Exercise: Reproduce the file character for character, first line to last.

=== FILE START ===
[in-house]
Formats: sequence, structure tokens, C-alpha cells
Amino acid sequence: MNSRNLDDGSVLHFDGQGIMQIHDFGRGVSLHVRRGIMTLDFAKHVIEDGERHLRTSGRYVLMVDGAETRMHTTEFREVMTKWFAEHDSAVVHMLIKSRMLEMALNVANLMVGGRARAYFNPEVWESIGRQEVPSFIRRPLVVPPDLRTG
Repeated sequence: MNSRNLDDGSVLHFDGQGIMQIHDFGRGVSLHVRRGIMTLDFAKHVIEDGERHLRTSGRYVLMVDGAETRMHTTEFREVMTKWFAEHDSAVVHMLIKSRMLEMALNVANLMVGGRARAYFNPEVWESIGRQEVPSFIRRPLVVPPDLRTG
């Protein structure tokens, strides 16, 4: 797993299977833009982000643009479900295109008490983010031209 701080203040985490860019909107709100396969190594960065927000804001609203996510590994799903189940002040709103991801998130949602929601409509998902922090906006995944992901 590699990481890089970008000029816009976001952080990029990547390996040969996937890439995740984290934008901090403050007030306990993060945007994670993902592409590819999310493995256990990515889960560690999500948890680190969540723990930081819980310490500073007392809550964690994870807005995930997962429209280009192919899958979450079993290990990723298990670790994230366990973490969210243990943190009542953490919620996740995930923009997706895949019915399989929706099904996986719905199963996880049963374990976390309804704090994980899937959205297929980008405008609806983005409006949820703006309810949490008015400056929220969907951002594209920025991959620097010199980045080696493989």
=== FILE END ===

[in-house]
Formats: sequence, structure tokens, C-alpha cells
Amino acid sequence: MNSRNLDDGSVLHFDGQGIMQIHDFGRGVSLHVRRGIMTLDFAKHVIEDGERHLRTSGRYVLMVDGAETRMHTTEFREVMTKWFAEHDSAVVHMLIKSRMLEMALNVANLMVGGRARAYFNPEVWESIGRQEVPSFIRRPLVVPPDLRTG
Repeated sequence: MNSRNLDDGSVLHFDGQGIMQIHDFGRGVSLHVRRGIMTLDFAKHVIEDGERHLRTSGRYVLMVDGAETRMHTTEFREVMTKWFAEHDSAVVHMLIKSRMLEMALNVANLMVGGRARAYFNPEVWESIGRQEVPSFIRRPLVVPPDLRTG
């Protein structure tokens, strides 16, 4: 797993299977833009982000643009479900295109008490983010031209 701080203040985490860019909107709100396969190594960065927000804001609203996510590994799903189940002040709103991801998130949602929601409509998902922090906006995944992901 590699990481890089970008000029816009976001952080990029990547390996040969996937890439995740984290934008901090403050007030306990993060945007994670993902592409590819999310493995256990990515889960560690999500948890680190969540723990930081819980310490500073007392809550964690994870807005995930997962429209280009192919899958979450079993290990990723298990670790994230366990973490969210243990943190009542953490919620996740995930923009997706895949019915399989929706099904996986719905199963996880049963374990976390309804704090994980899937959205297929980008405008609806983005409006949820703006309810949490008015400056929220969907951002594209920025991959620097010199980045080696493989």